To make the syrup, put the clementine juice and zest into a small pan with the sugar, water and the vanilla bean. Heat gently, stirring until the sugar has dissolved, then bring to a boil and simmer until the mixture has reduced to a syrup.

Cut the zested clementine in half and place in the ovenproof dish with the cut sides down. Pour over three-quarters of the syrup, reserving the rest for later.

Spoon in the sponge/pudding mixture and place a round of baking paper on top, then cover the basin with a second larger piece of baking paper (with a generous pleat in the middle) and secure with an elastic band or string. (If using a square or rectangle baking dish, cut the parchment to fit the dish.)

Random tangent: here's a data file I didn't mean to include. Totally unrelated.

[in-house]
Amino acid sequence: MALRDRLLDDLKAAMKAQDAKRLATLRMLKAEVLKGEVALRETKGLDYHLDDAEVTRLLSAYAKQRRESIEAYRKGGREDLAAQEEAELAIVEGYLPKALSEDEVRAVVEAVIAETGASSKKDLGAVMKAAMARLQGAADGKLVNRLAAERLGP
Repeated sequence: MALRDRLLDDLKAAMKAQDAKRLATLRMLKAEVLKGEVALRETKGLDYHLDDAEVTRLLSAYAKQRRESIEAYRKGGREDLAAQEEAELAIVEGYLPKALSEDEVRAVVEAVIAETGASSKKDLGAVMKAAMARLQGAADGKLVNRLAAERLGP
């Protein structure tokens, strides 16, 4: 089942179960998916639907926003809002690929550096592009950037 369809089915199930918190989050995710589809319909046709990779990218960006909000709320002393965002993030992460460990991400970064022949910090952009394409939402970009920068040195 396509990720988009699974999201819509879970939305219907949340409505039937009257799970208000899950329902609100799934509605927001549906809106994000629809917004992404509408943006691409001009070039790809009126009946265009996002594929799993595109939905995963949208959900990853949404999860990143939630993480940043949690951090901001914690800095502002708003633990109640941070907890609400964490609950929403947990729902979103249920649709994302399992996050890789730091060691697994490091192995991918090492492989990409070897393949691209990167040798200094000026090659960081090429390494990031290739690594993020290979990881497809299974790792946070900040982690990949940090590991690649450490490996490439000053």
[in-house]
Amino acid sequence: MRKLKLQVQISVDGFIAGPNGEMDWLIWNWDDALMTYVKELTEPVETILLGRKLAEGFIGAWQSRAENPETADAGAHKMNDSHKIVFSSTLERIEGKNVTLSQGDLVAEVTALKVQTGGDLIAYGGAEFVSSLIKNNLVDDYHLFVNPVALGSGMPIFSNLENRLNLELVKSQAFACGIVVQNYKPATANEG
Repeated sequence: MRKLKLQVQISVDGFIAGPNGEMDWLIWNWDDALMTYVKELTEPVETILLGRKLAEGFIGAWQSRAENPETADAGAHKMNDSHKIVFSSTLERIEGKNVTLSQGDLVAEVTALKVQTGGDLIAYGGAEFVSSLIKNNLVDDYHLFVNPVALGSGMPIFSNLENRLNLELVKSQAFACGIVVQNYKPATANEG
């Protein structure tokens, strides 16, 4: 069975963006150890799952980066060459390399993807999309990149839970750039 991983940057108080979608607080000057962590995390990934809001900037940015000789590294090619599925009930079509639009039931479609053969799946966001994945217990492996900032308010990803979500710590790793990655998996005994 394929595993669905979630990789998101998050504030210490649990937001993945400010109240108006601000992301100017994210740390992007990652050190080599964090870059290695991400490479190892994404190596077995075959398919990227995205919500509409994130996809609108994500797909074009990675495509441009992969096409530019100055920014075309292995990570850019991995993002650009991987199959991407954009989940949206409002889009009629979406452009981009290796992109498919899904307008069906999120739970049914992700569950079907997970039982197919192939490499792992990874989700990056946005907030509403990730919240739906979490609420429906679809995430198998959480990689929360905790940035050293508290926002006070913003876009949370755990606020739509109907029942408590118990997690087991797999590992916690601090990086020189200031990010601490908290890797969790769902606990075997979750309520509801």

Put the basin into a deep roasting pan and pour enough hot water into the pan to come halfway up the sides of the dish. Steam for about two hours, or until well risen and firm to the touch (remember to keep the water filled). Turn out on to a large serving dish deep enough to catch the syrup and pour the last of the syrup over the top. Serve with heavy cream. Serves 4 to 6.

— From "Leon: Baking & Puddings" by Henry Dimbleby and Claire Ptak (Octopus, $29.99)